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on May 31, 2009

Cuts, plans, master plans—what does it all mean?  Instead of attending another meeting on the Bicycle Master Plan, Oakland North decided to hop on a bike and see what the city’s routes had to offer.

After checking out the city bicycling website, this bicycling novice found a map of bikeway networks and routes and chose Route 35 down Telegraph Ave. Granted, this was the street with the second highest collision rate for bicyclists between 2000 and 2004, with most collisions occurring between 3 and 7 p.m., but is was also the one closest to my apartment.

Route 35 is highlighted in yellow on the city’s numbered bike route map to indicate a county-wide bike corridor.  I decided to follow it down Telegraph from the Berkeley border and turn left on West Grand Boulevard until I got to Lake Merritt – a distance of not quite six miles.

I also decided to go during the evening rush-hour on a Wednesday to get the full effect of the commuter experience.  Call it a journalist’s self-destructive curiosity.  I tightened my helmet.

The ride started auspiciously enough.  The bike lane on Telegraph consisted of a thick white line on the road – clear to me, clear to the cars.  My bike rolled along for a couple blocks, secure and trusting, when, somewhere around 65th Street, the lane disappeared.

I edged away from the traffic towards the parked cars and then, wonderfully, the line appeared again a few streets later.  With few exceptions, like when a large, brown-painted school bus with Maine plates jutted into my two feet of space, the lane stayed visible.  Then, finally, right before I entered the murky darkness under the 24 freeway overpass, it disappeared for good.

Emerging from the overpass, I had to choose between jumping the sidewalk curb, riding out into fast traffic or smacking into an illegally parked white truck and trailer.  I opted to pull over, whip out my notebook and describe the situation. It’s unclear, however, what a commuter with no time to waste would have done.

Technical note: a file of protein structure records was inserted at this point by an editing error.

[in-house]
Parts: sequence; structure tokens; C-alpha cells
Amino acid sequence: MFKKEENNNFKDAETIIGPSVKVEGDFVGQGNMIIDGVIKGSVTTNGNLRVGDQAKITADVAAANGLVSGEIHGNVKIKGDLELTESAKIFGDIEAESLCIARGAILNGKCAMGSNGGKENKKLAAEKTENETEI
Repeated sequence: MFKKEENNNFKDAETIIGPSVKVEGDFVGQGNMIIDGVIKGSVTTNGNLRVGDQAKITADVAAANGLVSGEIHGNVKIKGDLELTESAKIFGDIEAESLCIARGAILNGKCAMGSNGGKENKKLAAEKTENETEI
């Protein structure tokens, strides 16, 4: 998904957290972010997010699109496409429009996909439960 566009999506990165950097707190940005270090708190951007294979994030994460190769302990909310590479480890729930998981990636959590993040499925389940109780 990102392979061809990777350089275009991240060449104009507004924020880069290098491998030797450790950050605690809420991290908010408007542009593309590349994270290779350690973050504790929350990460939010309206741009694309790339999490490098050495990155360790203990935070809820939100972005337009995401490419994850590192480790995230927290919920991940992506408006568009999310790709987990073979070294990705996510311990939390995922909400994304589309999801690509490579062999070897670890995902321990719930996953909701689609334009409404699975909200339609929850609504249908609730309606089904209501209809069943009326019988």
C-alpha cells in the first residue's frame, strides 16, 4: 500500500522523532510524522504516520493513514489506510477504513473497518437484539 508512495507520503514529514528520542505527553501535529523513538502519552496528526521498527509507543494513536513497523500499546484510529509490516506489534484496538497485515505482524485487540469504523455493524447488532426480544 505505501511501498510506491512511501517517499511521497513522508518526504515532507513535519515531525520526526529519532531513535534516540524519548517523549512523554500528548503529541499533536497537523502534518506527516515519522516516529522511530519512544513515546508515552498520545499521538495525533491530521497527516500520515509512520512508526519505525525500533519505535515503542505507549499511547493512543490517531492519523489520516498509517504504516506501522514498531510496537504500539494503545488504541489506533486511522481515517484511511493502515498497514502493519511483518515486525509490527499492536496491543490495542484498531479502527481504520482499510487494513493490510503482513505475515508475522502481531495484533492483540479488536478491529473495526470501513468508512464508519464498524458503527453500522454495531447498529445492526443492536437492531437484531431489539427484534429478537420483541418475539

After hitting 55th Street, I was a little worried when I noted that there was barely a foot between the parked cars on one side and fast and heavy traffic on the other side.  Nevertheless, I saw about 10 other cyclists following this route.


Another biker across from Lake Merritt

Right around 44th Street a side lane appeared out of nowhere; suddenly, I was in the middle of two lanes of traffic.  I was beginning to understand the collision statistics.

After long stretches of hole-in-the-wall restaurants and apartment buildings and more than a few closed-up shops, I saw what appeared to be a bike haven: several bikes clustered together in front of the Mama Buzz Café on lower Telegraph.  I didn’t stop.  There would be time for coffee and consolation later.

Once I reached West Grand Boulevard, I noticed some white arrows in the middle of the street with small bikers painted inside.  Then cars raced over them, blocking the image from view. Hmm.  That obviously wasn’t where I was supposed to be.  I continued inching along the right hand side of the street, avoiding side-mirrors on parked cars and praying no-one would hit me.  I was still waiting for my lane.

Finally, at Webster, just before Valdez, I saw a familiar white line and a small painted image of a biker.  I slowed, cruised past the lake and noticed the sun shining over the water.  It had only taken me about 25 minutes to get here.  On my way back I saw my first Route 35 bicycle sign – heralding my arrival in downtown Oakland.sharetheroad

Overall, the experience was more harrowing than I had expected, although I didn’t experience the wrath of any irate drivers and was even invited to take part in a promotional free spa day along the way.  However, I realized I had a lot to learn about biking in Oakland.  Judging by the people biking past me, I needed a cooler bike, for one.  And maybe I should do a little more investigating before taking the city’s bike route maps at face value.